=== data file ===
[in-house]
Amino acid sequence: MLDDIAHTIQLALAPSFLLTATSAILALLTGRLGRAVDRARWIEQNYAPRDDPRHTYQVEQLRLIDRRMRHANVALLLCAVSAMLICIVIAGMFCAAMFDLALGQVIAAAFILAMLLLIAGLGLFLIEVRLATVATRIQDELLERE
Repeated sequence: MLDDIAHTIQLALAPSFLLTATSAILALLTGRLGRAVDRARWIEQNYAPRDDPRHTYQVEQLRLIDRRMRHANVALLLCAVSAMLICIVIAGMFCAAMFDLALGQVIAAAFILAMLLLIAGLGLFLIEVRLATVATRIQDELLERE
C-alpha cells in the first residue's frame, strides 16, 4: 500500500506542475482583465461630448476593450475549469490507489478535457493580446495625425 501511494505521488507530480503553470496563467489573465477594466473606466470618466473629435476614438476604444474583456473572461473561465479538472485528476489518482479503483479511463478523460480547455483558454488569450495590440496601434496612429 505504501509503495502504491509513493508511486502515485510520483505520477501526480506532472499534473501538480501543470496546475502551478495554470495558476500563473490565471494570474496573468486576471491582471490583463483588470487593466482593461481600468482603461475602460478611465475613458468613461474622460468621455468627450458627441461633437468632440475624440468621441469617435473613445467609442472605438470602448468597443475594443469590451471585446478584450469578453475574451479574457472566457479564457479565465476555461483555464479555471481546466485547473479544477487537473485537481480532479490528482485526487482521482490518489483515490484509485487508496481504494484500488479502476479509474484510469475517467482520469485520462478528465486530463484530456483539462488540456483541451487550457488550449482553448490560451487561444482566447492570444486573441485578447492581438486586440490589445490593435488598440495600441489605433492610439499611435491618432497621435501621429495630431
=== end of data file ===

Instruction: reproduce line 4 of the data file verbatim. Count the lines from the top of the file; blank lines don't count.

C-alpha cells in the first residue's frame, strides 16, 4: 500500500506542475482583465461630448476593450475549469490507489478535457493580446495625425 501511494505521488507530480503553470496563467489573465477594466473606466470618466473629435476614438476604444474583456473572461473561465479538472485528476489518482479503483479511463478523460480547455483558454488569450495590440496601434496612429 505504501509503495502504491509513493508511486502515485510520483505520477501526480506532472499534473501538480501543470496546475502551478495554470495558476500563473490565471494570474496573468486576471491582471490583463483588470487593466482593461481600468482603461475602460478611465475613458468613461474622460468621455468627450458627441461633437468632440475624440468621441469617435473613445467609442472605438470602448468597443475594443469590451471585446478584450469578453475574451479574457472566457479564457479565465476555461483555464479555471481546466485547473479544477487537473485537481480532479490528482485526487482521482490518489483515490484509485487508496481504494484500488479502476479509474484510469475517467482520469485520462478528465486530463484530456483539462488540456483541451487550457488550449482553448490560451487561444482566447492570444486573441485578447492581438486586440490589445490593435488598440495600441489605433492610439499611435491618432497621435501621429495630431